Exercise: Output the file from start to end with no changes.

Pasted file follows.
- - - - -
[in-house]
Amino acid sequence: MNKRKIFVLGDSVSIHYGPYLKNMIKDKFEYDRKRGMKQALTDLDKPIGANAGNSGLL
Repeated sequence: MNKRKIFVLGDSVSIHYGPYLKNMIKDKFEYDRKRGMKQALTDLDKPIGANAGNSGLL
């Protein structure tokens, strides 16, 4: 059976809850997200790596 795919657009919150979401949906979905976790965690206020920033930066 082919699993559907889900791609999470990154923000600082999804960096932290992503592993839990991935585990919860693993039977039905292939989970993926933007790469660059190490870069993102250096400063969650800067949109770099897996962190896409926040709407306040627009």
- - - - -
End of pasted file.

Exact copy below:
[in-house]
Amino acid sequence: MNKRKIFVLGDSVSIHYGPYLKNMIKDKFEYDRKRGMKQALTDLDKPIGANAGNSGLL
Repeated sequence: MNKRKIFVLGDSVSIHYGPYLKNMIKDKFEYDRKRGMKQALTDLDKPIGANAGNSGLL
């Protein structure tokens, strides 16, 4: 059976809850997200790596 795919657009919150979401949906979905976790965690206020920033930066 082919699993559907889900791609999470990154923000600082999804960096932290992503592993839990991935585990919860693993039977039905292939989970993926933007790469660059190490870069993102250096400063969650800067949109770099897996962190896409926040709407306040627009």